The latest news doesn't look good for either Chrysler or General Motors. The former is already in bankruptcy, and the latter is teetering on the edge of it. GM, living on $15.4 billion in government loans, is burning through cash at an accelerating rate as consumers face the reality of its situation. Yesterday, it posted first quarter 2009 losses of $5.98 billion.

Bu this isn't a business story, it's an emotional one. My first car was a 1962 Chevy Nova II Convertible, and I currently own a 1963 Dodge Dart convertible. Here's my Dart in action. Don't you love the color?

Have you ever heard the truism that classic car people re-buy the vehicles they owned in their youth? It's certainly true of me. After the Nova I had, you guessed it, a 1963 Dodge Dart. No video of that one, unfortunately, but I paid only $50 for it. After replacing the smashed rear window and clearing out the wet hay in the trunk, it was transportation for years.

I went for the offbeat in those days. Instead of a Mustang, I bought another classic Ford: A Mercury Comet Caliente convertible. That one celebrated styling excess in grand style. In fact, it looked just like this There is some great video here that doesn't want to be embedded:

 It was a glorious ride, despite the un-American six-cylinder engine under the hood. Even back then, I was an economy car nut. The history does not include muscle cars, though if I'd bought certain Hemi 'Cudas and Shelbys that were almost free back then, I'd be rich today. A friend from high school turned down a $2,000 289 Cobra.

If memory recalls, I owned some other American classics, including an ultra-weird '62 Valiant, a '67 Plymouth Belvedere, a '63 Nova wagon, and more.

At least until the 1967 riots, Detroit was a shining city on a hill, and its Big Three automakers could do no wrong. I worked at a Dodge dealer in my first job circa '69 and they couldn't move them out the door fast enough. Maybe I should have seen the shape of things to come when the dealership diversified and started selling Toyota Corollas, but no one was taking Japanese automakers seriously then. If we bought foreign, it was oddball English sports cars like the MGB and the Triumph TR4.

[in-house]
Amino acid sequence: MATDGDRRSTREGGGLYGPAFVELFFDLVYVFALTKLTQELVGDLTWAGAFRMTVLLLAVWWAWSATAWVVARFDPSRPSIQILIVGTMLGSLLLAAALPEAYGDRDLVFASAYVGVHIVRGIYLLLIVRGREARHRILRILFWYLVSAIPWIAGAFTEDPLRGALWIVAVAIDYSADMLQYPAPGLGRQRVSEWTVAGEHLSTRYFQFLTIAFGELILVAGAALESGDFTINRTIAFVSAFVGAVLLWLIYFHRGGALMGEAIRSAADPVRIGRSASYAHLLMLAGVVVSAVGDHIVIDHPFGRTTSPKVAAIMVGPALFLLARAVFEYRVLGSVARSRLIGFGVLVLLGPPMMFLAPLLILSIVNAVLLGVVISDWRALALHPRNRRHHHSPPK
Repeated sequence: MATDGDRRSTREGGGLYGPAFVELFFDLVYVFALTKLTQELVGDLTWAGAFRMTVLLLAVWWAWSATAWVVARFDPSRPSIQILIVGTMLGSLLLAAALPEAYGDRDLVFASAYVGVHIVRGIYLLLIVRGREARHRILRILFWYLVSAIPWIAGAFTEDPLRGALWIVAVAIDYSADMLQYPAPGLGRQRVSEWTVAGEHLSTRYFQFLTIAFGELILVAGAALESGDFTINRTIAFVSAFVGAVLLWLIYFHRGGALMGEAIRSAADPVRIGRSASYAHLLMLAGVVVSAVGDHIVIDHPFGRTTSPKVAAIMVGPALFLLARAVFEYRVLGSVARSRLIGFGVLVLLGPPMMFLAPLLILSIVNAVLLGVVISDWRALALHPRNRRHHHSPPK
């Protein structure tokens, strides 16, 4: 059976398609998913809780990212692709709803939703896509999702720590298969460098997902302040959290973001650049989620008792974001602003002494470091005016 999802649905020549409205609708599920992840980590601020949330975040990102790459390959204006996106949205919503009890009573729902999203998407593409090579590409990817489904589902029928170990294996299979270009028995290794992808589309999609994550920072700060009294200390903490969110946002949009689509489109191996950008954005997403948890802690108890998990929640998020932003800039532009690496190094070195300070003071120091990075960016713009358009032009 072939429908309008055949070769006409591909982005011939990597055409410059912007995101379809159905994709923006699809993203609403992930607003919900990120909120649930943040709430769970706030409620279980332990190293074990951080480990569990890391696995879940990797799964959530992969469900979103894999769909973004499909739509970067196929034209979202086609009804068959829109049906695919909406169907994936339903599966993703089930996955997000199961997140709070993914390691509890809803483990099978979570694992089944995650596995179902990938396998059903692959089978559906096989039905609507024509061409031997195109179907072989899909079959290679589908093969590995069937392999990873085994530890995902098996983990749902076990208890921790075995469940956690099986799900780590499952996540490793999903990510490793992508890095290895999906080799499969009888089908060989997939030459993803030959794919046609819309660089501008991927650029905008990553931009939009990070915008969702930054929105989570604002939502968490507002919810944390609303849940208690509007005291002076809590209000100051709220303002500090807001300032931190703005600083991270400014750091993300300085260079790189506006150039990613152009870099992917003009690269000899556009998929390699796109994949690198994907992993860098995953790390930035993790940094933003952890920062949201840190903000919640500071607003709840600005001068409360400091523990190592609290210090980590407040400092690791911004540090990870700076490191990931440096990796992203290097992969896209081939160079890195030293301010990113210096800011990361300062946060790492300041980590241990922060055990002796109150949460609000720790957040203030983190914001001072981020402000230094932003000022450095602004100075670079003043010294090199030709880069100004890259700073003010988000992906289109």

My Dodge Dart is built like a brick outhouse. Under the hood, a 170-cubic-inch Slant Six, known as the engine they couldn't kill. Another friend racked up 200,000 on a Dart without ever changing its oil.

In the 70s, it all went wrong, and nowhere was this more apparent than at Chrysler. By 1980, it was producing sub-standard cars that nobody wanted and, not coincidentally, the Slant Six went out of production. The Big Bailout was an inevitability.

So feast your eyes on this nostalgia-evoking video. It is 1984, and Lee Iaccoca has got his hand firmly on the tiller. But don't listen to his bravado about being the best in the industry and beating BMW; look at the clunkers that he's pushing! K-Cars! LeBarons! Only those early minivans are fondly recalled today. Will this '80s junk ever become classics? I doubt it. I'm not selling my Slant Six-powered Dart anytime soon.

Jim Motavalli ( @jmotavalli ) writes about cars, technology and the environmental world to anyone curious enough to ask.

My cool cars: A '63 Dart and '62 Nova celebrate Detroit's golden age
There was a time when, for me, purchasing a new car meant buying American. My back pages include some classics from General Motors, Ford and Chrysler.